Think you don’t like knitting with cotton? Let Longmeadow show you cotton in a whole new light. Microfiber blended with cotton gives this yarn some wool-like forgiveness while being soft enough for even the pickiest recipient. A true DK weight, recommended at 5.5 sts per inch, and available in a sunny, colorful palette, Longmeadow is fantastic for baby items and multi-season garments and accessories.
Looking for great softness in a worsted weight, machine-washable and dryable wool? Look no further than our brand new Valley Yarns Haydenville. Mostly merino and blended with microfiber, these 100g/220 yard skeins are perfect for blankets of all sizes and for all recipients who need to machine wash and dry. Large projects, baby sets, stuffed animals, hoodies and other often-washed articles are great for this yarn.
Deadline: Submissions will be due Sunday December 27, 2015 by 11:59pm EST
Designers will be notified if their submission has been accepted, with yarn shipping out, by January 8th. Samples are due in-house by Friday March 4th.
Featuring Peruvian cotton, modal, and silk, Valley Yarns Goshen is a luxurious treat with loads of shine. Our heaviest cotton blend, we recommend knitting Goshen at 4.5 sts to the inch for structured women’s garments or dazzling accessories that make use of its weight and drape.
Soft and drapey Valley Yarns Southwick, slightly lighter at 5 sts to the inch, is a perfect choice for flowing, airy garments, accessories and blankets. The combination of cotton and bamboo is smooth and cool on the skin, while the warm and sunny colors can’t help but make you smile.
Deadline: Submissions will be due Sunday December 27, 2015 by 11:59pm EST
Designers will be notified if their submission has been accepted, with yarn shipping out, by January 8th. Samples are due in-house by Friday April 1st.
All accepted submissions will receive yarn support, assigned by our in-house team. Valley Yarns will pay for the finished sample of the pattern on a sliding scale ($50–$200 depending on size and complexity). Payment will be made within 2 weeks of on-time receipt of finished sample. Valley Yarns and the designer will benefit from a 50/50 revenue share of all patterns sales during the exclusivity period, with quarterly payments made to the designer during the exclusivity period, preferably via Paypal.
If your proposal is accepted, Valley Yarns requires a six month period of exclusivity after which rights will be shared and the designer may republish. Valley Yarns will retain their version of the pattern until such a time as they decide to discontinue the pattern or the featured yarn. The Valley Yarns version of the design will be sold only through yarn.com, and may be used in social media and print media advertising, and may be featured in one or more of our catalogs. After the six month period of exclusivity has ended the designer will have full control of the Ravelry page and may use our photography as long as Valley Yarns is credited for the images.
All proposals should be submitted in a one-page PDF format and include:
• your contact information, including your full name, email, mailing address, website and/or Ravelry designer page, and phone number. A short bio is encouraged if we haven’t worked with you before (tell us why you’re great!).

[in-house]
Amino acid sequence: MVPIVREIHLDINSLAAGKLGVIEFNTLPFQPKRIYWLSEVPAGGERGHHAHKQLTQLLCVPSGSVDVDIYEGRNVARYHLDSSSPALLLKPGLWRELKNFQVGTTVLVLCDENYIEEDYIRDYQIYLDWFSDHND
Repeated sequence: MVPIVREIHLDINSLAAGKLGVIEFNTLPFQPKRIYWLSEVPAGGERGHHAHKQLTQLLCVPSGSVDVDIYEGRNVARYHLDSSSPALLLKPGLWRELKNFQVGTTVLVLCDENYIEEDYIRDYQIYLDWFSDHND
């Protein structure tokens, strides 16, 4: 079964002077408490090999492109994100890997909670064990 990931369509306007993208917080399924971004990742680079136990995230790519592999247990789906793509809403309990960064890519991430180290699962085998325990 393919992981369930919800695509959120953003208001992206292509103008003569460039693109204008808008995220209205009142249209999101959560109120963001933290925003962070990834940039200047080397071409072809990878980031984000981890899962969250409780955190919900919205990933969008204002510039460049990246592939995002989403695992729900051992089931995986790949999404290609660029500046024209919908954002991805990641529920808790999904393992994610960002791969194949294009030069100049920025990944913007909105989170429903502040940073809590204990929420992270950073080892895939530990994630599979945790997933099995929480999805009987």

• sketches of your proposed design
• photographs of a generous-sized swatch, it’s not necessary to use a Valley Yarns yarn in your swatch but try to use a yarn with a similar fiber content and stitch gauge
• schematic measurements
• the Valley Yarns yarn you wish to work with
• a short description of the design, including construction, shaping, ease and fit, special techniques and stitch designs
Special reminder, please put everything you want us to see/read into the actual submission PDF, not into the body of your email. Also make sure that all parts of your submission are part of a single pdf.
Please email PDF submissions to:
ValleyYarnsDesigns (at) yarn (dot) com with the subject line: April/May Submissions
If you have questions please contact us at the same e-mail but use the subject line: April/May Questions
• Decisions are made and designers with accepted submissions will be contacted approximately one week after the submission deadline. Submissions that are not accepted will be contacted 2-3 weeks after the deadline.
• If your proposal is accepted, Valley Yarns requires a 6 month period of exclusivity, after which shared rights begin.
• You will need to grade/size your patterns, and format with our style guide (will be provided once a pattern is accepted) but they will be tech edited by our excellent team.
• We are primarily looking for knit designs but will never turn away a stellar crochet submission
• You may submit more than one design. Each submission must be in an individual PDF, multiple PDFs may be sent with your submission e-mail
• If you have any questions about sizing and schematic please see the Craft Yarn Council’s Guidelines.
Valley Yarns is the in-house brand of yarn at WEBS – America’s Yarn Store and at yarn.com, with each yarn named after one of the towns in our beautiful Pioneer Valley. These carefully selected, affordable yarns are perfect for knitters and crocheters.